Field Trip by E. S. Strout

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Post June 16, 2005, 11:03:08 PM

Field Trip by E. S. Strout

A cautionary tale about what could happen if we anger those smarter than we are... especially if they don't care about the consequences.<br><br>In my opinion, this is a good story, but with a few flaws.<br><br>There was very little provided in terms of setting, and I tend to have a problem with that in stories. I like the world-building to be described using all the senses, so that even someone with the limited wattage in my head can picture it all. Dr. Lynch could almost have been in a dirt-floored chamber resembling Frankenstein's lab (but with a phone and a computer), for all the details that were provided. Lynch had tangled locks of hair of some color, and she herself was of some age. She did have gray-green eyes, though. Dr. Leonard was described a bit more, but certainly not enough that we could pick him out of a lineup or anything.<br><br>I thought it might have been nice to have moved the setting to Leonard's lab, rather than just experience Hell breaking loose by her hearing it over the phone. Imagine the beads of sweat on Leonard's brow, the banging of the guards trying to break into the room, the expressions on those working there... the tension, the worry and frustration. I think those things are implied in the text, but are illustrated much less than I thought they could have been.<br><br>A main character has to be engaging, and Paula Lynch is definitely that. However, I do have to say she certainly had a lot more personality than the half-dozen professors of physics I've known. While those profs were more than willing to set decorum aside during a really good party, (that was a cool Halloween night, let me tell you) not one of them could muster half as much personality as Paula Lynch exudes. I will say, though, that the excess zeal lead well into her becoming the villain, and she transitioned into the part slowly. With skill on Gene Strout's part, I might add.<br><br>I don't know much about physics outside of universities, but I couldn't shoot any holes into this plot, save Dr. Leonard "slipping through the cracks" on owning his research--the money men always find a way to own things and not miss anyone. Other than that, I couldn't see any reason why the events couldn't happen. Few people really know what goes on in colliders and other such projects, so I found it more than conceivable. <br><br>Paula's dialogue struck me as a bit off. Why call Leonard "Prof" instead of Doctor? She's a doctor herself, and I didn't get the feeling she would put up with it if someone spoke to her in such a manner. She was bound to talk to other doctorates all day long. Just by osmosis, I think she would have absorbed a little formality.<br><br><br>As I said, a good story, but with just a few flaws.<br><br>Nate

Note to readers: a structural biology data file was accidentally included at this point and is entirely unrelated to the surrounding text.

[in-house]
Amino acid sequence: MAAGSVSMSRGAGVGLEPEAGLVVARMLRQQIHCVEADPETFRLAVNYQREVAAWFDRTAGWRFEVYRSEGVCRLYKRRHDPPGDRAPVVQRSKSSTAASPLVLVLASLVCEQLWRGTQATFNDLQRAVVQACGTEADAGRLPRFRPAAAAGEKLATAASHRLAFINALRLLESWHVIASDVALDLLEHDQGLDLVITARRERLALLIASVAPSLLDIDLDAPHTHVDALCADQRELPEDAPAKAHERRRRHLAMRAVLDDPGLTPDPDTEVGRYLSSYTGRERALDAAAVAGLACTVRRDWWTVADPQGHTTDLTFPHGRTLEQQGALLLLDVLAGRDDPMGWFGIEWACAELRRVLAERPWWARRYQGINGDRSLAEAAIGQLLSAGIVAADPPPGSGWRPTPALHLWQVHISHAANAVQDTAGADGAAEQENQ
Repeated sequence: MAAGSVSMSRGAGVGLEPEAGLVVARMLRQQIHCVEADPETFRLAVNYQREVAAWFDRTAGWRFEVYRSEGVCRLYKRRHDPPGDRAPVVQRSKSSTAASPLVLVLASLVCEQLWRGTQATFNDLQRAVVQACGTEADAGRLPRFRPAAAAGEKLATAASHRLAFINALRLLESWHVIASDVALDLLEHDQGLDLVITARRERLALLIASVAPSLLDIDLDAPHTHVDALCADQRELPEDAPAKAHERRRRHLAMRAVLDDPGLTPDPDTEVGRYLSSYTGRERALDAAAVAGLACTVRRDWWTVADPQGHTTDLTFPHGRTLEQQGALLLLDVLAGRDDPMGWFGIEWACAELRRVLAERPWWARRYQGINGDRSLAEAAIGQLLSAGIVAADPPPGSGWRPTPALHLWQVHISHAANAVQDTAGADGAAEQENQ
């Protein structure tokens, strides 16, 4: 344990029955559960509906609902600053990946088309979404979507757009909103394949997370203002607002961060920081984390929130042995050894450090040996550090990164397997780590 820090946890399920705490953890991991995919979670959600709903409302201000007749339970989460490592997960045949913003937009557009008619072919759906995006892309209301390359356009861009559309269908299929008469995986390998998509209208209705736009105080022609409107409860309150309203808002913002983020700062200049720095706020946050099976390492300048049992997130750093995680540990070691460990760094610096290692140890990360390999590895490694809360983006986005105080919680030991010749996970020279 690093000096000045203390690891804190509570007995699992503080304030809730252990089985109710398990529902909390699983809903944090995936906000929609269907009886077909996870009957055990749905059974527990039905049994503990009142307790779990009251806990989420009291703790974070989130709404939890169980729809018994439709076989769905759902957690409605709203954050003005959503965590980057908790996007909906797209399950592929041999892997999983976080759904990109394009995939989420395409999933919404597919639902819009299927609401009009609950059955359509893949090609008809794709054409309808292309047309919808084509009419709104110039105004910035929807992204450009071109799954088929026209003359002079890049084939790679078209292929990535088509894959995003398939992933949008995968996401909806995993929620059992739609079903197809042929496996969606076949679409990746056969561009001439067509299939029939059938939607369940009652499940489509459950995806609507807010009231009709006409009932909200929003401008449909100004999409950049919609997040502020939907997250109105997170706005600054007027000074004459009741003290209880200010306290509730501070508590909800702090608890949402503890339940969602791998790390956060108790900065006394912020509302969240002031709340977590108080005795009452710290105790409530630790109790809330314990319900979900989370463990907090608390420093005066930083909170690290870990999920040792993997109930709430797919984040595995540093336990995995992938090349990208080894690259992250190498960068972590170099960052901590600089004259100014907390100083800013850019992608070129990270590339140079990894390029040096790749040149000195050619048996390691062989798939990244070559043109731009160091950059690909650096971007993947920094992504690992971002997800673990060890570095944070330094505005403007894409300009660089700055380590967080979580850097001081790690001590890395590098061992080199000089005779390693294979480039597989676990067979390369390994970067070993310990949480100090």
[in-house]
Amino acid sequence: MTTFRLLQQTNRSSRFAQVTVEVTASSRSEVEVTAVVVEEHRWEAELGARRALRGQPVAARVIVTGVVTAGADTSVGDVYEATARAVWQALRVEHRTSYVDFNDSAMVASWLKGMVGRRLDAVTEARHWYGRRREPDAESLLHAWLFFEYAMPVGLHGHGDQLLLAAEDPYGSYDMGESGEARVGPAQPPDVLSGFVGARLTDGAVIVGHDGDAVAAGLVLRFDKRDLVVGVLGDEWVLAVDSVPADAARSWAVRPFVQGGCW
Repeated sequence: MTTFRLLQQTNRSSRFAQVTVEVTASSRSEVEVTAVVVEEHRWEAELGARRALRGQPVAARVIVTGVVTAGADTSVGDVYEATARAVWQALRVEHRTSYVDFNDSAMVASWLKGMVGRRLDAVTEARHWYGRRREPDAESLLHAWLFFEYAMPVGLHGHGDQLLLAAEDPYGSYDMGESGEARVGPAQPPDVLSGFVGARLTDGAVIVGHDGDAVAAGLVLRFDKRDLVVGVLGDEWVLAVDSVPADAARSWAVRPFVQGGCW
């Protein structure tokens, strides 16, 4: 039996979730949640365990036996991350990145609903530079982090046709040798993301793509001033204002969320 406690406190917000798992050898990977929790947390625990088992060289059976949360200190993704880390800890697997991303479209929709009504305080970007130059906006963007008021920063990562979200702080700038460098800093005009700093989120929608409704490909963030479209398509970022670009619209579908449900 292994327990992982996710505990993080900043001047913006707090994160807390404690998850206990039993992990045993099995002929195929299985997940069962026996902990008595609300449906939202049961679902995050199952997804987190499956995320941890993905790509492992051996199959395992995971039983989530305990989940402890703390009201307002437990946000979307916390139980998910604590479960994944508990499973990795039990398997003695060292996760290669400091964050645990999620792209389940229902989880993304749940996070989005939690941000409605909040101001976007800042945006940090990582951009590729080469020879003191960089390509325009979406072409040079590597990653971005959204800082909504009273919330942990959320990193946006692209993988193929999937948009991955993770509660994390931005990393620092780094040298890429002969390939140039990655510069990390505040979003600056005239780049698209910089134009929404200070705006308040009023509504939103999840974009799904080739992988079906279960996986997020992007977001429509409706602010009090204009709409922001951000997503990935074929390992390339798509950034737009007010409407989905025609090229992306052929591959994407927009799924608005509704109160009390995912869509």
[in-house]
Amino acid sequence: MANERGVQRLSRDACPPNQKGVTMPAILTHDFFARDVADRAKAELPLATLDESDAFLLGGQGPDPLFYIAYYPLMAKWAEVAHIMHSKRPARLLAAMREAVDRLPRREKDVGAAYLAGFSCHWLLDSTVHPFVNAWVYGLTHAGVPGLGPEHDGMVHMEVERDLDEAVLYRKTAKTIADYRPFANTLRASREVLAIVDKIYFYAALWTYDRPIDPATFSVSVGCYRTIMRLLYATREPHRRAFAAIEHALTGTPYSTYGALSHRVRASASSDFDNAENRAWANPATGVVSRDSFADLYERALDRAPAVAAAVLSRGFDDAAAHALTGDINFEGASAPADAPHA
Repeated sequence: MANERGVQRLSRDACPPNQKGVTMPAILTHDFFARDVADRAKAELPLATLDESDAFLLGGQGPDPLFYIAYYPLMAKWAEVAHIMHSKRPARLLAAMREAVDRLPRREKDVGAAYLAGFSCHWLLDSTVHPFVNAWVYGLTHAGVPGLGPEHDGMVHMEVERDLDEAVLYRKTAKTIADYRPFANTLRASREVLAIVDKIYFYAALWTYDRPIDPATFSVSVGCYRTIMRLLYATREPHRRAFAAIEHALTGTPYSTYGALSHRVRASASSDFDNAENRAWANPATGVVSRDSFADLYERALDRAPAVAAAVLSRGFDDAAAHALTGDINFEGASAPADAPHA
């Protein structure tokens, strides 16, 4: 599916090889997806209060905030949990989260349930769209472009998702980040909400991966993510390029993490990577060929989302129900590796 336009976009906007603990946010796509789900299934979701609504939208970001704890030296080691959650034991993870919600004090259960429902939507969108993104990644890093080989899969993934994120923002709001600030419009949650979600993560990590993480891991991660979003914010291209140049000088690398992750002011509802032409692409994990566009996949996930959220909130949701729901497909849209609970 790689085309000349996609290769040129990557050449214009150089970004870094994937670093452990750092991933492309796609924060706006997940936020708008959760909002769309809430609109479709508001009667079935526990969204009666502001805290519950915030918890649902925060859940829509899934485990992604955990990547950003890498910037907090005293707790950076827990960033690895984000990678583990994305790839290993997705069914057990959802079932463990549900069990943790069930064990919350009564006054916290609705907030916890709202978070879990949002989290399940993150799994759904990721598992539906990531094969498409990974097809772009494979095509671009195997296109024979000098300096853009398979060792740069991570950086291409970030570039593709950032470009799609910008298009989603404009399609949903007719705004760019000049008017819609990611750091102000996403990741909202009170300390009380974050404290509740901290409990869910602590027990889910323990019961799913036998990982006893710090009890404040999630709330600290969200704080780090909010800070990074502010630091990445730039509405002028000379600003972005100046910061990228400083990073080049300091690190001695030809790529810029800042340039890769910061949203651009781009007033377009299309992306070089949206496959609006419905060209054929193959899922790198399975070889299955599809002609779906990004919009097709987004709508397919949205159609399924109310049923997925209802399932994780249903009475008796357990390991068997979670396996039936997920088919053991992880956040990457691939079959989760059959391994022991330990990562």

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Post June 30, 2005, 01:00:04 AM

Re: Field Trip by E. S. Strout

The story held my interest even with too many particles bumping into one another. A theoretical physics helping out an experimental physics reminded me that dynamics must the studied on a mathematical model before that experiment is initiated! Especially in particle physics!<br><br>Dr. Paula J. Lynch had to be the theoretical physics and Fred an experiment physics.<br><br>Paula might have been brilliant but her speech reminded me of a female studio wrestler! However, I heard many doctors in various disciplines speak as if they just came from a Hells Angle party so her speech could be believable. Fred, who was one dimensional, sounded like a typical professor.<br><br>The story needed more sensory input and description. Too much science terminoloy muddled up the story and gave one the feeling that "forced technical terms" will act as an adjective! That's not so, but even with the terminology pushing the story, I did enjoy it and that is what counts in a story!<br><br>I would like to read another story by this author and I hope he continues to write and grow with Aphelion!<br><br>
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